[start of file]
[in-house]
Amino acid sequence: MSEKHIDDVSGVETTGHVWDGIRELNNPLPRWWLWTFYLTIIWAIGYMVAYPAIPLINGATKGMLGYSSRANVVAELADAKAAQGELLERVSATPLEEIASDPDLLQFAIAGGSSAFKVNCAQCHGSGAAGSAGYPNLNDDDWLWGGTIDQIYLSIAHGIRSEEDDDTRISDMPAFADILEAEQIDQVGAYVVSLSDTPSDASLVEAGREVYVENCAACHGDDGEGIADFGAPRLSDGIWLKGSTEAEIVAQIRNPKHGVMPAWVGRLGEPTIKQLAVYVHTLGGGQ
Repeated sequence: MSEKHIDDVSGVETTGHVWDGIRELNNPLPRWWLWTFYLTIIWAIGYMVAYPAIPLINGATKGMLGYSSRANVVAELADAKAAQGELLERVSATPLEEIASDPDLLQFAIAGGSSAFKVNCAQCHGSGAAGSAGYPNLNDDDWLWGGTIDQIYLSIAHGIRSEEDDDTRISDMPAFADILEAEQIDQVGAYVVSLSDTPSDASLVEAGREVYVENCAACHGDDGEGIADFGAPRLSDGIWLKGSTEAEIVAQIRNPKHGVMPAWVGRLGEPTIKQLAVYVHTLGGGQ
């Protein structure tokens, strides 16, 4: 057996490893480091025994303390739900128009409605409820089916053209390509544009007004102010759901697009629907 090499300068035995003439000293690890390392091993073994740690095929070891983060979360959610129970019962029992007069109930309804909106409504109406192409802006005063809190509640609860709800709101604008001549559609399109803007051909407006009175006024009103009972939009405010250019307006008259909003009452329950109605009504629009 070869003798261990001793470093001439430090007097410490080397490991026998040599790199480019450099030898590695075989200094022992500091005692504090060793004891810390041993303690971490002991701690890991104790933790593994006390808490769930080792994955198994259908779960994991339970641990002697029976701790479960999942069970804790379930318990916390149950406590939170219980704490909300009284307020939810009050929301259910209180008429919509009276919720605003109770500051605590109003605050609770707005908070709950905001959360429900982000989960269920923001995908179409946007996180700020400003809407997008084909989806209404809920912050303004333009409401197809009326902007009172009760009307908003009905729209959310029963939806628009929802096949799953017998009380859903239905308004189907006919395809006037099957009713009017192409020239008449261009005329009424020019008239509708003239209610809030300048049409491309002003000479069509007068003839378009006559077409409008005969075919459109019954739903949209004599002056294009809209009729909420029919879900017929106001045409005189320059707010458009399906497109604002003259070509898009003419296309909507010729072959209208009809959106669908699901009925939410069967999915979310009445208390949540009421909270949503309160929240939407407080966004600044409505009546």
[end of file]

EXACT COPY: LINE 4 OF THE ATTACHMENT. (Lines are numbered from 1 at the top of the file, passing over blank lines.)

């Protein structure tokens, strides 16, 4: 057996490893480091025994303390739900128009409605409820089916053209390509544009007004102010759901697009629907 090499300068035995003439000293690890390392091993073994740690095929070891983060979360959610129970019962029992007069109930309804909106409504109406192409802006005063809190509640609860709800709101604008001549559609399109803007051909407006009175006024009103009972939009405010250019307006008259909003009452329950109605009504629009 070869003798261990001793470093001439430090007097410490080397490991026998040599790199480019450099030898590695075989200094022992500091005692504090060793004891810390041993303690971490002991701690890991104790933790593994006390808490769930080792994955198994259908779960994991339970641990002697029976701790479960999942069970804790379930318990916390149950406590939170219980704490909300009284307020939810009050929301259910209180008429919509009276919720605003109770500051605590109003605050609770707005908070709950905001959360429900982000989960269920923001995908179409946007996180700020400003809407997008084909989806209404809920912050303004333009409401197809009326902007009172009760009307908003009905729209959310029963939806628009929802096949799953017998009380859903239905308004189907006919395809006037099957009713009017192409020239008449261009005329009424020019008239509708003239209610809030300048049409491309002003000479069509007068003839378009006559077409409008005969075919459109019954739903949209004599002056294009809209009729909420029919879900017929106001045409005189320059707010458009399906497109604002003259070509898009003419296309909507010729072959209208009809959106669908699901009925939410069967999915979310009445208390949540009421909270949503309160929240939407407080966004600044409505009546």